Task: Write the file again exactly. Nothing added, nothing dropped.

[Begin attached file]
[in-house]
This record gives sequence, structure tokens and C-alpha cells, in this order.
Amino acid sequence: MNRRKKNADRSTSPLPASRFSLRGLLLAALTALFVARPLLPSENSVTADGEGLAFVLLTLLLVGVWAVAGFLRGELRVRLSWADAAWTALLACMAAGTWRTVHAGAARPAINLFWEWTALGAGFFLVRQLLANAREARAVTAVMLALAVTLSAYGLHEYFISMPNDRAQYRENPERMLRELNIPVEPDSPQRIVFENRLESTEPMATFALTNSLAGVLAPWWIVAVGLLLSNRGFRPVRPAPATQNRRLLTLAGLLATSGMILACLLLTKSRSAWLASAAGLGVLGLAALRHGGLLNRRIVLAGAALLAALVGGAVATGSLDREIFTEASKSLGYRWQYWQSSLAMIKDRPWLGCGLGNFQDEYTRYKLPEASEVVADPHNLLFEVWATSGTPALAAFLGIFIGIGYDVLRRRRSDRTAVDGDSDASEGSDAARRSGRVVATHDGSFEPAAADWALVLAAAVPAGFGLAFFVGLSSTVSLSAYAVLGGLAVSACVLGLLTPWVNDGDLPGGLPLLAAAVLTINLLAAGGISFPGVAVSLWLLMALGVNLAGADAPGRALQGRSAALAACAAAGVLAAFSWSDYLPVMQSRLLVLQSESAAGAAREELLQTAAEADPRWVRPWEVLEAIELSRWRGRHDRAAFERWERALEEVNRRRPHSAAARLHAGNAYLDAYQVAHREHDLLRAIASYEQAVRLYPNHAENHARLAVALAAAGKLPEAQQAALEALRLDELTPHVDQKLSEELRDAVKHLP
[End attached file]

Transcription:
[in-house]
This record gives sequence, structure tokens and C-alpha cells, in this order.
Amino acid sequence: MNRRKKNADRSTSPLPASRFSLRGLLLAALTALFVARPLLPSENSVTADGEGLAFVLLTLLLVGVWAVAGFLRGELRVRLSWADAAWTALLACMAAGTWRTVHAGAARPAINLFWEWTALGAGFFLVRQLLANAREARAVTAVMLALAVTLSAYGLHEYFISMPNDRAQYRENPERMLRELNIPVEPDSPQRIVFENRLESTEPMATFALTNSLAGVLAPWWIVAVGLLLSNRGFRPVRPAPATQNRRLLTLAGLLATSGMILACLLLTKSRSAWLASAAGLGVLGLAALRHGGLLNRRIVLAGAALLAALVGGAVATGSLDREIFTEASKSLGYRWQYWQSSLAMIKDRPWLGCGLGNFQDEYTRYKLPEASEVVADPHNLLFEVWATSGTPALAAFLGIFIGIGYDVLRRRRSDRTAVDGDSDASEGSDAARRSGRVVATHDGSFEPAAADWALVLAAAVPAGFGLAFFVGLSSTVSLSAYAVLGGLAVSACVLGLLTPWVNDGDLPGGLPLLAAAVLTINLLAAGGISFPGVAVSLWLLMALGVNLAGADAPGRALQGRSAALAACAAAGVLAAFSWSDYLPVMQSRLLVLQSESAAGAAREELLQTAAEADPRWVRPWEVLEAIELSRWRGRHDRAAFERWERALEEVNRRRPHSAAARLHAGNAYLDAYQVAHREHDLLRAIASYEQAVRLYPNHAENHARLAVALAAAGKLPEAQQAALEALRLDELTPHVDQKLSEELRDAVKHLP